Lots of work has been done on “cyber war”, the promise and vulnerability of networked military organizations. Less attention has been paid to the economic prospects of cyber warfare, and to the ability of states to exert power and coercion through a new set of tools. When Russia tries to coerce its neigbors through threatening to destroy their economic and governmental activity, it becomes a problem for NATO and consequently the United States.
Frankly, I think this is silly. Most of the IT infrastructure that’s really critical for the functioning of a modern economy—power plants, ATM networks, air traffic control, etc—is physically separated from the public Internet. Even semi-critical infrastructure like stock exchanges and supply chain systems tend to be over-engineered for fault tolerance.
And indeed, this is confirmed by the news coverage of the incident. The opening bullets report that “parliament, ministries, banks, media targeted.” But when you get further down the story, you learn that the websites of these institutions were targetted. Now maybe the Estonia is different, but I doubt most people would even notice if Congress’s website were brought down for a few days by a DDOS attack.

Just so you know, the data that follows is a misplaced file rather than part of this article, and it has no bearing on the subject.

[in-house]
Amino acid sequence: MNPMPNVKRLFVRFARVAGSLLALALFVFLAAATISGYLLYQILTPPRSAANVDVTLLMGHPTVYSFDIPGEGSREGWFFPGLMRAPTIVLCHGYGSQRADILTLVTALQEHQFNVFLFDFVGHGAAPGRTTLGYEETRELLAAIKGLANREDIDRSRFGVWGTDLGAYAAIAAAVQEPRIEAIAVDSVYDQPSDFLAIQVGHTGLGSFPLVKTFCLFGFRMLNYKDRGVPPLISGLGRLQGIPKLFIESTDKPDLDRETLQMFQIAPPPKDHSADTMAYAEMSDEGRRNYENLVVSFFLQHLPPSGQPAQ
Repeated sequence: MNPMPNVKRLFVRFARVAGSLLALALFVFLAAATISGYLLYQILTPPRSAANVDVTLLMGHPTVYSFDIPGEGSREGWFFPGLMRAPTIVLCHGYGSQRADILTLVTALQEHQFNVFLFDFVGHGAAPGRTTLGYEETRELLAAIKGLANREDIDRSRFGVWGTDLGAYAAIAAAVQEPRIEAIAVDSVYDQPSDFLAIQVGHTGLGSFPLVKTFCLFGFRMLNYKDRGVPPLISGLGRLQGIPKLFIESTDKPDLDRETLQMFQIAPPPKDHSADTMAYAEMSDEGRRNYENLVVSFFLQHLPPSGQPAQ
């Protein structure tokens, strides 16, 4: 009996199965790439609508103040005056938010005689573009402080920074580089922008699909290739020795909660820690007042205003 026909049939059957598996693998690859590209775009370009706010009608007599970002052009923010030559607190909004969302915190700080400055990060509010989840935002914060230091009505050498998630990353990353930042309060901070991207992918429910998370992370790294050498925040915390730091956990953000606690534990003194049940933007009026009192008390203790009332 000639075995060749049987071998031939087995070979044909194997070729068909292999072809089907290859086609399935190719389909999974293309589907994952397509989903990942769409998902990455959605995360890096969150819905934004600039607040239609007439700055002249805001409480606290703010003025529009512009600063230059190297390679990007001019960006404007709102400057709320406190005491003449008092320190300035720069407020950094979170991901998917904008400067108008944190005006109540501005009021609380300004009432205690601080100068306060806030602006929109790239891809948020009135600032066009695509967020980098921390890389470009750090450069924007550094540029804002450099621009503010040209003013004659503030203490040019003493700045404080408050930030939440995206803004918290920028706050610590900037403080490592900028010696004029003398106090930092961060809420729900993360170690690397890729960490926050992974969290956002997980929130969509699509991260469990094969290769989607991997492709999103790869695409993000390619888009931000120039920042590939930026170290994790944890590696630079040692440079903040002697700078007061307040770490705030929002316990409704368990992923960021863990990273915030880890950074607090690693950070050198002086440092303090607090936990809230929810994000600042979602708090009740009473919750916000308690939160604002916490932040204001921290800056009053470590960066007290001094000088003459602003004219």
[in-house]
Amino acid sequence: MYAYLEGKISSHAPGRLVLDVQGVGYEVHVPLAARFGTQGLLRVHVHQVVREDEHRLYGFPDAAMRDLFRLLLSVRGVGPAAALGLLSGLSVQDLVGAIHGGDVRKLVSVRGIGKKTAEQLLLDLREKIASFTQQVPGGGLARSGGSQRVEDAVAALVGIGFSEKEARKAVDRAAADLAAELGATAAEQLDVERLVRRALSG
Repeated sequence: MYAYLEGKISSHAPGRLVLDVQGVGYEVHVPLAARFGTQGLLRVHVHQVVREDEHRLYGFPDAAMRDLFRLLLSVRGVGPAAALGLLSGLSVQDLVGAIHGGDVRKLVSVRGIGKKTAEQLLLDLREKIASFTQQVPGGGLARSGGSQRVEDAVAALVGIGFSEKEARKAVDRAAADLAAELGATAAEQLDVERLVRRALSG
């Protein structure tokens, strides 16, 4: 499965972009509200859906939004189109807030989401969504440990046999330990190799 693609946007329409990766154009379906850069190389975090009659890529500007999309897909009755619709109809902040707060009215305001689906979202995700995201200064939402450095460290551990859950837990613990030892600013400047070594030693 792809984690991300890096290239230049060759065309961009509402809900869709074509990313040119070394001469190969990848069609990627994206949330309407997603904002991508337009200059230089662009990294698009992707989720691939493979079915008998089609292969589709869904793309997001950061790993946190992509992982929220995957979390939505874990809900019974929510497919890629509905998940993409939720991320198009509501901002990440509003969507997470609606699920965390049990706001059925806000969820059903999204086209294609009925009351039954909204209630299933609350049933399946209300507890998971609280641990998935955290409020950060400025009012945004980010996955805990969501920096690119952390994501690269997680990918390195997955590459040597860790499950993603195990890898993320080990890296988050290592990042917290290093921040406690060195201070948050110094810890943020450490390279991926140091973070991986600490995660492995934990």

I suppose it would be a bit of a pain if I wasn’t able to check CNN or my bank account balance. But that’s not “cyber war.” It’s petty vandalism. It deserves the attention of network security experts at the companies whose websites were targetted, of course, but it’s ridiculous to get NATO involved or to act as though Russia engaging in this kind of “cyber warfare” is even remotely on par with Russia launching cruise missiles against Estonian targets.